I honestly don’t think I’ll ever be able to read any another fictionalized work of Richard III’s life, because The Sunne in Splendour simply set the bar so high. Richard III is one of my ‘historical faves’, and someone I’ve studied and read about for years; reading this portrayal of him was so interesting, and a refreshing look at how the king may have been seen and remembered, had the history of the Wars of the Roses not been written by the victors (as history nearly always is). In addition, Penman’s work was clearly so meticulously researched, something I (as an avid medievalist and Wars of the Roses enthusiast) greatly appreciated – other novels I’ve read on the time period and the historical figures it contained can’t even hold a candle to how well-written Penman’s book is. I was so sorry to see that she’d passed away from pneumonia early this year, in January 2021. I’ve still got plenty of her other books on my TBR, and a few already on my personal bookshelves – I already know I’m going to enjoy them.
Just a quick booklist of some newly released nonfiction titles I’ve found in the stacks at my local library that I’ve since added to my TBR.
True Crime Stories of Eastern North Carolina / Cathy Pickens
Goodreads Summary: “Eastern North Carolina is a land of contrasts, and its crime stories bear this out. A lovelorn war hero or a stalker? Conniving wife or consummate homemaker? Murder or suicide? The answers can be as puzzling as the questions. Mystery author Cathy Pickens details an assortment of quirky cases, including a duo of poisoning cases more than one hundred years apart, a band of folk hero swamp outlaws, sex swingers and a couple of mummies. Each story has, in its way, helped define Eastern North Carolina and its history.”
Highway of Tears : A True Story of Racism, Indifference and the Pursuit of Justice for Missing and Murdered Indigenous Women and Girls / Jessica McDiarmid
Goodreads Summary: ” A searing account of the missing, and murdered, Indigenous women of Highway 16, and an indictment of the society that failed them. For decades, Indigenous women have gone missing, or been found murdered, along an isolated stretch of highway in northwestern British Columbia. The highway is known as the ‘Highway of Tears’, and it has come to symbolize a national crisis. Journalist, Jessica McDiarmid, investigates the devastating effect these tragedies have had on the families of the victims and their communities, and how systemic racism and indifference have created a climate where Indigenous women are over-policed, yet under-protected. Through interviews with those closest to the victims–mothers and fathers, siblings and friends–McDiarmid offers an intimate, first-hand account of their loss and relentless fight for justice. Examining the historically fraught social and cultural tensions between settlers and Indigenous peoples in the region, McDiarmid links these cases to others across Canada–now estimated to number up to 4,000–contextualizing them within a broader examination of the undervaluing of Indigenous lives in this country. Highway of Tears is a powerful story about our ongoing failure to provide justice for missing, and murdered, Indigenous women, and a testament to their families and communities’ unwavering determination to find it.”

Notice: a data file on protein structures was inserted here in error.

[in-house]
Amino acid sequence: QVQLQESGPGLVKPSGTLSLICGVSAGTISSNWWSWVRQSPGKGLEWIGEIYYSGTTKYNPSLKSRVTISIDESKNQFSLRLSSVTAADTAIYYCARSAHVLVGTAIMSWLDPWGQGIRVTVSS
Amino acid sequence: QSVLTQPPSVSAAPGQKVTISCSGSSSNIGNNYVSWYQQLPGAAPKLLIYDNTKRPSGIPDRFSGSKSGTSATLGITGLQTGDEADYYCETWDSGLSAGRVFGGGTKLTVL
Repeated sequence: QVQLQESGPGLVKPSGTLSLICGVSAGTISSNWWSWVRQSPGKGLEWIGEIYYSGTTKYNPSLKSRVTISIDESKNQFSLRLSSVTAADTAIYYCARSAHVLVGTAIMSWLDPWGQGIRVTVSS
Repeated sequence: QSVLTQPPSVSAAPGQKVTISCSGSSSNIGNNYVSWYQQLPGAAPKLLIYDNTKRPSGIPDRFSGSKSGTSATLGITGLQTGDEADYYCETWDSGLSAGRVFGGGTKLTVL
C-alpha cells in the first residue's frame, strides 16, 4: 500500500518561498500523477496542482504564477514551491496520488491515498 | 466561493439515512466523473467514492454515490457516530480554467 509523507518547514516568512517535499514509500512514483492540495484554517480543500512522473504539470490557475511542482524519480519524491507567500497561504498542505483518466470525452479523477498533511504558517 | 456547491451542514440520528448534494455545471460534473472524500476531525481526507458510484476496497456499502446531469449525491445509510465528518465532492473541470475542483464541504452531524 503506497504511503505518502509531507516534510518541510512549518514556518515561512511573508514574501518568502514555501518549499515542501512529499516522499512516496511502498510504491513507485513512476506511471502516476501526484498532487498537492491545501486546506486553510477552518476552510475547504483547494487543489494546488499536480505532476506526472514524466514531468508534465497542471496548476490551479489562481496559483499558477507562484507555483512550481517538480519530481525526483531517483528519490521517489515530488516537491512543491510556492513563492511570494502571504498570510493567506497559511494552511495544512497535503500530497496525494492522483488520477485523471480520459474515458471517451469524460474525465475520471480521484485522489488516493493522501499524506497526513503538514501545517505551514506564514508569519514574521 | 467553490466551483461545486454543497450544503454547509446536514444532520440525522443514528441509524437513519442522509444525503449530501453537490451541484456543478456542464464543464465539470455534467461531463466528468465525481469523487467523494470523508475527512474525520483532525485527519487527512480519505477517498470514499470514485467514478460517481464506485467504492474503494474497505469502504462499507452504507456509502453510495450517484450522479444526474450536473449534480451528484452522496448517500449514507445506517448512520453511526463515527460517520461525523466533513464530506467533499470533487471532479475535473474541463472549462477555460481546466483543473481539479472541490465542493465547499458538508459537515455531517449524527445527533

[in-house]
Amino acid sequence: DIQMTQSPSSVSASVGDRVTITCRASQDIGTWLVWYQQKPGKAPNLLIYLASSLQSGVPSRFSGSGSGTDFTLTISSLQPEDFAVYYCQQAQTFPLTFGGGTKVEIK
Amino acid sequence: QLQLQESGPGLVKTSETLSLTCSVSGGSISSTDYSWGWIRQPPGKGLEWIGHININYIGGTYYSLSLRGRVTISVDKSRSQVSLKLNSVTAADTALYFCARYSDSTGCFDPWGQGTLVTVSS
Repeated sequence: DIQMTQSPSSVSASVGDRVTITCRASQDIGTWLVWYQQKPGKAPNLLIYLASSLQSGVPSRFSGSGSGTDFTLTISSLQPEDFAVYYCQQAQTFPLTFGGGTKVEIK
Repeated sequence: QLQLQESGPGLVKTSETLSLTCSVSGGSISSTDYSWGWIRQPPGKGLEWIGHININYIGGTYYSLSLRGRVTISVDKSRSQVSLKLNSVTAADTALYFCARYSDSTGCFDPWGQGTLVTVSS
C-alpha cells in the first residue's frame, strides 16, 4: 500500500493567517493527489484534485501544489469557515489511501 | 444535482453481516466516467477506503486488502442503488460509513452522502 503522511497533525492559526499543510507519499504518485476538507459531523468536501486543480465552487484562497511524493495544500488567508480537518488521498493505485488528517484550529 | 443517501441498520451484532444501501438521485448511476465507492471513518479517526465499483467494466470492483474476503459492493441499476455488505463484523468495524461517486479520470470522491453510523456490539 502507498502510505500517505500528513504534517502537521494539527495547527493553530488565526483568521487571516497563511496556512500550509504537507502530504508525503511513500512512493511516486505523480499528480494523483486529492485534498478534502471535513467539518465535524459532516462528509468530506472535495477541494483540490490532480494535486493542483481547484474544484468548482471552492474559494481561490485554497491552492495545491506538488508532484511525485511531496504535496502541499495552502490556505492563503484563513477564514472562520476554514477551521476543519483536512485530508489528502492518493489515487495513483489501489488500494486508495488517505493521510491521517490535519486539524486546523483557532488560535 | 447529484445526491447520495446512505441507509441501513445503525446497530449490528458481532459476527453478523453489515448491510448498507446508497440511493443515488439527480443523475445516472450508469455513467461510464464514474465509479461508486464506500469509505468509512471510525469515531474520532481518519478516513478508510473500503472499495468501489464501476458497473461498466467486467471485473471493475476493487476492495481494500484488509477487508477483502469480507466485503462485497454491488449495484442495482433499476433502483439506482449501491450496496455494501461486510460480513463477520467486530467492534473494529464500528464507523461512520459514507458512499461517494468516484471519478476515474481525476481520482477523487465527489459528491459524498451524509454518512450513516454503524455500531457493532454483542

Before and After: The Incredible Real-Life Stories of Orphans Who Survived the Tennessee Children’s Home Society / Judy Christie, Lisa Wingate
Goodreads Summary: “From the 1920s to 1950, Georgia Tann ran a black-market baby business at the Tennessee Children’s Home Society in Memphis. She offered up more than 5,000 orphans tailored to the wish lists of eager parents–hiding the fact that many weren’t orphans at all, but stolen sons and daughters of poor families, desperate single mothers, and women told in maternity wards that their babies had died. The publication of Lisa Wingate’s novel Before We Were Yours brought new awareness of Tann’s lucrative career in child trafficking. Adoptees who knew little about their pasts gained insight into the startling facts behind their family histories. Encouraged by their contact with Wingate and award-winning journalist Judy Christie, who documented the stories of fifteen adoptees in this book, many determined Tann survivors set out to trace their roots and find their birth families. Before and After includes moving and sometimes shocking accounts of the ways in which adoptees were separated from their first families. Often raised as only children, many have joyfully reunited with siblings in the final decades of their lives. In Before and After, Wingate and Christie tell of first meetings that are all the sweeter and more intense for time missed and of families from very different social backgrounds reaching out to embrace better-late-than-never brothers, sisters, and cousins. In a poignant culmination of art meeting life, long-silent victims of the tragically corrupt system return to Memphis with Wingate and Christie to reclaim their stories at a Tennessee Children’s Home Society reunion . . . with extraordinary results.”